In 12-step fellowships, there’s an idea of confronting personality flaws; step 6 is, “[We] were entirely ready to have God remove all these defects of character.” The idea is that traits like selfishness, resentment, or envy poison your thinking and can lead to addictive behaviors.
The Term “Character Defects” Might Be Complicated for Some
To me, this is complicated. Many people find this exercise beneficial, and it furthers their recovery. Part of my own recovery has been about divorcing from the idea that there is something inherently wrong with me. I know I am not alone in this—several of my sober friends have said the same.
Perhaps it’s because some of us are LGBTQIA; it might be because some of us were pathologized from a young age; perhaps it’s because, as kids, many of us struggled more than our peers did. Like anything, it’s likely a combination, and different for each of us.
Whatever the reason, recovery has been an empowering process of realizing that I am strong and capable. Believing there is something irrevocably wrong with you keeps you stuck and paralyzed. That lack of self-worth often contributes to addiction. The idea behind character defects is useful in many ways, but I struggle against the implications of the term—at least for me personally.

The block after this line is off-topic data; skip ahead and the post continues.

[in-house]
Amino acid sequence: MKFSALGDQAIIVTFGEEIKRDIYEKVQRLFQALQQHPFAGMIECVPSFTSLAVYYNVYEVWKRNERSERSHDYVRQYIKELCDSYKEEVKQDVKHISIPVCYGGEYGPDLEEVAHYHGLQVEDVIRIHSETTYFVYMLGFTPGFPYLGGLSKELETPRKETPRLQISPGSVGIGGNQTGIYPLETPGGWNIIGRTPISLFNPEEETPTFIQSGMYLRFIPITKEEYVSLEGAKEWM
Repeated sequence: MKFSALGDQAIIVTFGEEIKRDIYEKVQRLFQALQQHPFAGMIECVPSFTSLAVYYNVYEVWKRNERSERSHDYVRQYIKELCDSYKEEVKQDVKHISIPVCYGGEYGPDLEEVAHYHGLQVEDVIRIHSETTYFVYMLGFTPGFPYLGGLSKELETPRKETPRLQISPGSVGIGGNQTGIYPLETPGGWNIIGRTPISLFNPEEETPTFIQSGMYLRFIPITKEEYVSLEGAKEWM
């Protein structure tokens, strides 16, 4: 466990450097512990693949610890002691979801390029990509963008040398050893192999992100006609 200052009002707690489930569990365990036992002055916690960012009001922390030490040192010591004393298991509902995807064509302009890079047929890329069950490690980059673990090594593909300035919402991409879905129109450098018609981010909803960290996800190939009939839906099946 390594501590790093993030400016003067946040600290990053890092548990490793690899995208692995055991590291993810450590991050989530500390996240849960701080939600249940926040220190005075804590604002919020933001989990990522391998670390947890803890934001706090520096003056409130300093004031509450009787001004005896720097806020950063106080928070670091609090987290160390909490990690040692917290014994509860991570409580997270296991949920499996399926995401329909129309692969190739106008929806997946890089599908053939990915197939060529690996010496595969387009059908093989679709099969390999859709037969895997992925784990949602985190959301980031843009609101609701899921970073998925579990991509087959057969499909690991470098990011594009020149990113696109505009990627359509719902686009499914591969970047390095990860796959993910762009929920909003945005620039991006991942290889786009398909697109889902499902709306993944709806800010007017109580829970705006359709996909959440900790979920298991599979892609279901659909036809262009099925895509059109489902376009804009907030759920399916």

Building Self-Awareness is Beneficial
That said, it’s very useful to take an honest inventory of your challenges and the things you need to work on. In fact, I think self-awareness is crucial for recovery. I’ve built it through therapy; many people find it in working the 12 steps; a good number of people do both. This is self-work, but someone else’s perspective can help you see things more clearly.
In cognitive behavioral therapy (CBT), you learn to identify and interrupt negative thought patterns. The idea is that thoughts ultimately lead to behaviors. In that way, the foundation of CBT is similar to that of character defects in 12-step programs. You identify and change destructive thought patterns to help create healthier habits.
Everyone’s Recovery is Different
Like everything else in recovery, what works for one person may not work for another. In your own recovery, you get to decide what’s useful and what’s not. Remember that things can feel hard without being wrong for you. Much of the work in recovery is challenging, but be on the lookout for things that help you grow.
If you are struggling with addiction or a mental health disorder, there is hope. TruHealing Centers offers high-quality treatment for substance use and mental health disorders in facilities across the country. Our staff—many of whom are in recovery themselves—will help you find a recovery program that works for you and build a great sober life. To learn more, call an admissions specialist at 410-593-0005.